The reality of climate change, and the threat to our future if it isn’t addressed, affects different people in different ways. Most of us are concerned, but some people are really frightened and anxious.
It is worth learning how to deal with it.
Climate grief is something that psychologists have identified and they have developed ways of dealing with it. It is more likely to be felt among the young, who will inherit the earth and the problems older people leave them, yet have little political or economic clout to do anything about it.
Studies show that a large number of people feel distress about climate change. You may know someone who is affected by climate grief and you may be concerned for their wellbeing. You may even be feeling deeply anxious yourself.
Feeling fear, anger, guilt, shame, grief, loss or helplessness, some people avoid or deny the issue, or maybe try to feel optimistic via wishful thinking. While these responses may help cope with the distressing feelings, they are generally not helpful because they tend to lead to inaction, when some form of action is needed and beneficial.
Negative responses can lead to burn out and feeling overwhelmed, so that we can become less able to deal with everyday life and certaunly less likely to be part of the change that is needed.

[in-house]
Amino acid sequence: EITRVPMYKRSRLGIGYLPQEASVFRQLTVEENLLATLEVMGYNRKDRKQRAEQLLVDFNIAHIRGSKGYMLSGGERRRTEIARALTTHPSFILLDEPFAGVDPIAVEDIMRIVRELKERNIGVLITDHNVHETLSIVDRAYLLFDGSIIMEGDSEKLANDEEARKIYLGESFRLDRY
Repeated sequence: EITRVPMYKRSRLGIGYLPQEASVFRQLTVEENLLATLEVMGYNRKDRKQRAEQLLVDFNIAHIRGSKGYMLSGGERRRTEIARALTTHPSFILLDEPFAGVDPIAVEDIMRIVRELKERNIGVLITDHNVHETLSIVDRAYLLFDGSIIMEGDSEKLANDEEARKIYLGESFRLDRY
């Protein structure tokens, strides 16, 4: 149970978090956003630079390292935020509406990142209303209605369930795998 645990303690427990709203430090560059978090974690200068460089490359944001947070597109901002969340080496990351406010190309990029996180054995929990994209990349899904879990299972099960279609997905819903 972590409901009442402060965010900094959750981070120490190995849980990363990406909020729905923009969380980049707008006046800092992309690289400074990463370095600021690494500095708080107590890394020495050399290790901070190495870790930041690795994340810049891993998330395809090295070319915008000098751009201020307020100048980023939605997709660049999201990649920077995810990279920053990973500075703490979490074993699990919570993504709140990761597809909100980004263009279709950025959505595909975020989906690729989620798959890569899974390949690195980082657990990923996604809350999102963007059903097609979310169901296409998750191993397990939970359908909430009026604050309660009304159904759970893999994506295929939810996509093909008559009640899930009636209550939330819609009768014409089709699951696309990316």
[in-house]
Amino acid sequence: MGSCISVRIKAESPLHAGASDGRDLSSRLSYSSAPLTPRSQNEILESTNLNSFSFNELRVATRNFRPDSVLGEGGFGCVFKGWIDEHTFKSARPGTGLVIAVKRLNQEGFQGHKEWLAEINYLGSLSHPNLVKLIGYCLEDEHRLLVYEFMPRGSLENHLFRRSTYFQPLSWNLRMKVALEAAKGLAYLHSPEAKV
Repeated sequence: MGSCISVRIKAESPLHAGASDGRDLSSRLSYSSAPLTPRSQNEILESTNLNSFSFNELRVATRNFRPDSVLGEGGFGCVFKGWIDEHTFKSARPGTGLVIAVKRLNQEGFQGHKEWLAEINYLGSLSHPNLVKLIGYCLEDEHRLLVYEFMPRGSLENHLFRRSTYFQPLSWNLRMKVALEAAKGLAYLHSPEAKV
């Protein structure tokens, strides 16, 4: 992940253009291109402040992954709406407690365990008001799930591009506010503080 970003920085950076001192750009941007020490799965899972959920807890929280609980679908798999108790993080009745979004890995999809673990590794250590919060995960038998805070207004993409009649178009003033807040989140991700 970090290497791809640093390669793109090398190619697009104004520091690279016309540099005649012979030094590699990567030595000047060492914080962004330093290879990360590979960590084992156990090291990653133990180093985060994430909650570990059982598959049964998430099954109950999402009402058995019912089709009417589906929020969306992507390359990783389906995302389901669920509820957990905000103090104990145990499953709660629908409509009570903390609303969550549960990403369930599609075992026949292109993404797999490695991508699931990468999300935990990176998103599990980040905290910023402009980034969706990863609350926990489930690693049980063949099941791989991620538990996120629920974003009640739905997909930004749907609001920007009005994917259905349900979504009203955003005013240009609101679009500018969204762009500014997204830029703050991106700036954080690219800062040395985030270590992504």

Helpful responses can include:
- Behavioural strategies: things we can do to manage distressing feelings. Taking action, taking a break, having fun & feeling good, maintaining healthy routines, focussing on only a few issues.
- Relational strategies: ways we can use our relationships with others to help us cope. Social support, share our concerns, work together to take action.
- Cognitive strategies: ways we can use our thinking to help cope with distressing feelings. Stopping self blame and guilt, balancing action with reflection, cultivating hope, restoring ourselves mentally.
- Emotional coping strategies: ways we can work with emotions to help cope with distressing feelings. Acknowledging how we feel, being kind, getting in touch with our body, recognising patterns or cycles of emotion.
I have written about these strategies in a little more detail in Coping with climate grief.
Let’s look after ourselves and each other, while continuing the urgent fight to take decisive action against climate change!
The information for this post was taken from Coping with Climate Change Distress prepared by the Australian Conservation Foundation; The Climate Reality Project, Australia; the Australian Psychological Society and Psychology for a Safe Climate.